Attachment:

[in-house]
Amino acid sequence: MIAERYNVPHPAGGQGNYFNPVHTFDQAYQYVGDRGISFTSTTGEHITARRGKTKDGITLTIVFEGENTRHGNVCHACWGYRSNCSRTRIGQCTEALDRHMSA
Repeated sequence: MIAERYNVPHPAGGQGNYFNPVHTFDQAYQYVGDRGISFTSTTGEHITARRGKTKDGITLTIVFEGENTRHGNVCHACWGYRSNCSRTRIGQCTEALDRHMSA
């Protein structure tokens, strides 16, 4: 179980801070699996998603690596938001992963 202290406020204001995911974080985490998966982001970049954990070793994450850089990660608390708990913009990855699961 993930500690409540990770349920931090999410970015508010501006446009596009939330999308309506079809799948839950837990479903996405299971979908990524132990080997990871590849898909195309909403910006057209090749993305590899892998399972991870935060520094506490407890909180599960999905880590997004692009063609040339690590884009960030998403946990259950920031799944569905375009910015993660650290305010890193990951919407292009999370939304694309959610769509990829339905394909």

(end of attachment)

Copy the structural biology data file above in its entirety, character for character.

[in-house]
Amino acid sequence: MIAERYNVPHPAGGQGNYFNPVHTFDQAYQYVGDRGISFTSTTGEHITARRGKTKDGITLTIVFEGENTRHGNVCHACWGYRSNCSRTRIGQCTEALDRHMSA
Repeated sequence: MIAERYNVPHPAGGQGNYFNPVHTFDQAYQYVGDRGISFTSTTGEHITARRGKTKDGITLTIVFEGENTRHGNVCHACWGYRSNCSRTRIGQCTEALDRHMSA
């Protein structure tokens, strides 16, 4: 179980801070699996998603690596938001992963 202290406020204001995911974080985490998966982001970049954990070793994450850089990660608390708990913009990855699961 993930500690409540990770349920931090999410970015508010501006446009596009939330999308309506079809799948839950837990479903996405299971979908990524132990080997990871590849898909195309909403910006057209090749993305590899892998399972991870935060520094506490407890909180599960999905880590997004692009063609040339690590884009960030998403946990259950920031799944569905375009910015993660650290305010890193990951919407292009999370939304694309959610769509990829339905394909």